"I gave a stand up to my team on the Monday morning, 72 hours later, and I was quite emotional because I was absolutely humbled at the effort of NHS Digital, not just the security team or the IT team, everybody in the organisation," said Taylor, who described how staff travelled across the country to help.
"If I said to someone 'I need to send you to East Lancs' now, nobody said 'no'. If I said 'I need to send you to Exeter', they went.
"For me, being able to hang off that team, to be able to see what they did, it was a seminal moment in my career, as it was really humbling and they deserve all the credit for what they did in that time," he said.
However, in both the case of the NHS WannaCry incident and the attack against Parliament, things don't just go back to normal as soon as the offensive action ceased: there's work to do after that issue to ensure essential systems are up and running as soon as possible.
"Another thing we learnt really well on the Monday was what is it that we need for our business to run. A lot of the time, you're not going to have all of your services up and running after an attack, but you need to prioritise Parliament: Parliament has to sit, the committees have to run, democracy has to carry on working," said Henderson. "The incident doesn't finish when your attack finishes."
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In aftermath of the WannaCry attack, the NHS has taken the time to reflect on what happened and ensure all the plans and procedure are in place to ensure systems can cope with something similar in future - and that lessons have been learned from things that went wrong, such as failing to properly test the responses to such an event.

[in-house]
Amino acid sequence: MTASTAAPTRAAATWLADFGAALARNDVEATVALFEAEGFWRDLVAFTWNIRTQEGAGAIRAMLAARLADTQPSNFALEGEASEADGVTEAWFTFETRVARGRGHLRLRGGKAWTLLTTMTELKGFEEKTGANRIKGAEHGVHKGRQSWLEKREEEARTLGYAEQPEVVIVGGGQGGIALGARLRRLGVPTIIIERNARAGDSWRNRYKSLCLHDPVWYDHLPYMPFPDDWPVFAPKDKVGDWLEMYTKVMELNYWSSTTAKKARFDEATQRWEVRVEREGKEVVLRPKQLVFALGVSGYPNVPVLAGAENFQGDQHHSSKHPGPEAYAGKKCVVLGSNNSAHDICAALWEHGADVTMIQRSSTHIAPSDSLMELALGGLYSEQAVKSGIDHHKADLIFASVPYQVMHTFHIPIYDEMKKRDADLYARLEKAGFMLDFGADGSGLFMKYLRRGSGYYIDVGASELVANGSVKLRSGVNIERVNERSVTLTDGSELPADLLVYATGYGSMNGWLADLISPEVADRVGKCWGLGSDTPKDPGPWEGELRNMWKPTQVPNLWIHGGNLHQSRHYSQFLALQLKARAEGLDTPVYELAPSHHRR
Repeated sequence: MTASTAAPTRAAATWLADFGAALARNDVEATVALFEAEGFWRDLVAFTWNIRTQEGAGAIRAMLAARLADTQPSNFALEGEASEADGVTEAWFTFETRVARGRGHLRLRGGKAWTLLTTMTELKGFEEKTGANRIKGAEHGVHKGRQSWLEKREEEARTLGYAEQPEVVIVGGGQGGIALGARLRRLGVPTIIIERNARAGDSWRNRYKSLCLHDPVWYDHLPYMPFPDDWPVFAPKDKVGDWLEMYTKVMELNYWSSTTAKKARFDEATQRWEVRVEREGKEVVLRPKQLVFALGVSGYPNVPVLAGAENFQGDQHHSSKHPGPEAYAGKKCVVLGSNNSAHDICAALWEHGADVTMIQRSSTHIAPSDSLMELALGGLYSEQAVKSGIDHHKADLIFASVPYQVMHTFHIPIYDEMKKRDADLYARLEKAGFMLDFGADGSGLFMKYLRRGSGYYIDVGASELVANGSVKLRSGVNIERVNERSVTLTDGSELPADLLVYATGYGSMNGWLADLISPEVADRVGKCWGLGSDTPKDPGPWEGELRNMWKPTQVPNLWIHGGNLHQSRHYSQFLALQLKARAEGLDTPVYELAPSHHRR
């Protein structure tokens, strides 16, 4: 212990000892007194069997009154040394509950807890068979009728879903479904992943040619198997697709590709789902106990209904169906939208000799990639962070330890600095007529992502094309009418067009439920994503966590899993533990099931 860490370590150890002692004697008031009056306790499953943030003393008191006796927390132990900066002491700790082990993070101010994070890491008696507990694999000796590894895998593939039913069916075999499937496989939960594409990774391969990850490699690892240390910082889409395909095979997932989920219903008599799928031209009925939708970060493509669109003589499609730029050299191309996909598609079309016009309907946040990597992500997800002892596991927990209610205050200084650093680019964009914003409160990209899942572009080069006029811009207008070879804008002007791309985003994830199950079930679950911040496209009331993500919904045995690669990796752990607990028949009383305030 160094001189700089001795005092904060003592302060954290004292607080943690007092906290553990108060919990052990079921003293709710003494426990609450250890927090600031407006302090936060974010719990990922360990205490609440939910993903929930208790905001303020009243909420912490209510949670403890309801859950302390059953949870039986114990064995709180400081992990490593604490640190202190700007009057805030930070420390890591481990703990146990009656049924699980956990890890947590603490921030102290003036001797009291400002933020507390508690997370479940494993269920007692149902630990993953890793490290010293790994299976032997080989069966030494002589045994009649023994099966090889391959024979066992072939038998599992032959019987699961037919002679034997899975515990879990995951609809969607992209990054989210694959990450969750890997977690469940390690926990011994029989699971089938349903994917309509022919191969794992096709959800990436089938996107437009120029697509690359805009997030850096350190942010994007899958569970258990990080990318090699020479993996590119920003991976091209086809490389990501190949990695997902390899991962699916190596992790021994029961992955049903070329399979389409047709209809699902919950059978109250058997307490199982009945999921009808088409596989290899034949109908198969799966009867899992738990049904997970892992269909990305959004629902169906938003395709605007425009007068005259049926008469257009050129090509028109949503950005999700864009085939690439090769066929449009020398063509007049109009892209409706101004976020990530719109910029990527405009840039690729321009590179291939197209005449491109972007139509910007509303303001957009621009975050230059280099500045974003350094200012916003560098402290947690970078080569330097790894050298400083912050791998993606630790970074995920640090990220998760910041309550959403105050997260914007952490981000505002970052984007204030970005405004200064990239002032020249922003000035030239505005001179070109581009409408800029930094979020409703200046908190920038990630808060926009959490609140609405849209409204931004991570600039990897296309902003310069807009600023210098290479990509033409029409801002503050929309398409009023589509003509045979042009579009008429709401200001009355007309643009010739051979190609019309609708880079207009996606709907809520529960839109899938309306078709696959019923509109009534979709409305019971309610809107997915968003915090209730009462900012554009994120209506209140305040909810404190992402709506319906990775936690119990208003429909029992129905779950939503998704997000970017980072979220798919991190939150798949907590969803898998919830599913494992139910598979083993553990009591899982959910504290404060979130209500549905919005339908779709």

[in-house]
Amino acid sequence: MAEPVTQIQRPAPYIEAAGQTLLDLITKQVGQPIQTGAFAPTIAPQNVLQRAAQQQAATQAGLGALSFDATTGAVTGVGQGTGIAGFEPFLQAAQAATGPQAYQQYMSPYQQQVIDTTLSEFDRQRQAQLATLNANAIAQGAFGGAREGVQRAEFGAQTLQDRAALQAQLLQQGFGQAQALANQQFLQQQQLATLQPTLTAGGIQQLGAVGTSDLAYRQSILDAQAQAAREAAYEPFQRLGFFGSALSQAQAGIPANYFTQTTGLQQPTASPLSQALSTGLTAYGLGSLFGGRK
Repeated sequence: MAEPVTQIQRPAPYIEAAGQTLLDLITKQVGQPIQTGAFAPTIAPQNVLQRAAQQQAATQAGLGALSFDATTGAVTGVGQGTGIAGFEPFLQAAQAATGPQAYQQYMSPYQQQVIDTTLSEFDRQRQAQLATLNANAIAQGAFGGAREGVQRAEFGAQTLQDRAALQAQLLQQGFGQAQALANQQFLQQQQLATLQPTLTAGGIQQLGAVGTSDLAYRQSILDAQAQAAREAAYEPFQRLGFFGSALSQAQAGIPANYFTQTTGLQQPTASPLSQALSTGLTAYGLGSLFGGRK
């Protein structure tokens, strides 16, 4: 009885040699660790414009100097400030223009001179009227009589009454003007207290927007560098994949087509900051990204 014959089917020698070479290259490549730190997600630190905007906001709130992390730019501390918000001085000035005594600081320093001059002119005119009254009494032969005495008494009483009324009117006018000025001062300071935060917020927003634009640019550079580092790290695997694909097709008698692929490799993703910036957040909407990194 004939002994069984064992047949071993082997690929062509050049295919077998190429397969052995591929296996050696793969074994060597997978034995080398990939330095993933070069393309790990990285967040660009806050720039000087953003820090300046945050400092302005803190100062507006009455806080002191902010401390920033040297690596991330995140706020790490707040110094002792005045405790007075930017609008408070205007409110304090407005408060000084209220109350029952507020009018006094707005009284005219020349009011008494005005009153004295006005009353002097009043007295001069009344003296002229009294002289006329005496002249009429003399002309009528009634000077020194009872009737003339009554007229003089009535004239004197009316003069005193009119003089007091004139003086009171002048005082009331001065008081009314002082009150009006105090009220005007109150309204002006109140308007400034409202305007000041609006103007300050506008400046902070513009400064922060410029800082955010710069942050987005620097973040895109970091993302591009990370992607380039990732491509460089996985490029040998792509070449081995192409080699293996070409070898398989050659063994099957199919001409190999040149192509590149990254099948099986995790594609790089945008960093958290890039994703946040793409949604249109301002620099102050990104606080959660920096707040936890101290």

"We had good, robust planning, we had good internal plans to support us, but it had not been fully tested, it hadn't been through the rigorous amount of testing that we would've liked. There were mistakes in communication and we could've done things better," said Taylor.
"It's all about making sure you have that plan and testing that plan very early, because the thing we've done since that is test and test and test again, so if it does happen, hopefully we'll be in a much better position."
And for Taylor, it's only a matter of time before the NHS needs to face another large cyber incident.
"What WannaCry was, was a shot across our bows," he said. "But it was not the be all and end all incident for health care - that day will come, something new will happen, there will be another WannaCry. It will be different to what it was in May last year."
The National Cyber Security Centre (NCSC) played a role in the immediate and long-term reactions to both events, with the cyber arm of GCHQ previously describing WannaCry as its toughest challenge of the year. The NCSC was also at hand in Manchester to provide advice to organisations on what they can do if they find themselves to be victims of a cyberattack, particularly a sustained incident.
"It's about process, knowing what you'd do organisationally, who's available, who your SMEs are, that whole plan. Do you have a plan you can take off the shelf? That's really important," said Paul Chichester, Director of Operations at NCSC.
"Expect a breach, put an effort into testing it and exercising it. Be prepared is the key message: that will put you in a much, much greater place to help work with us when dealing with these," he said.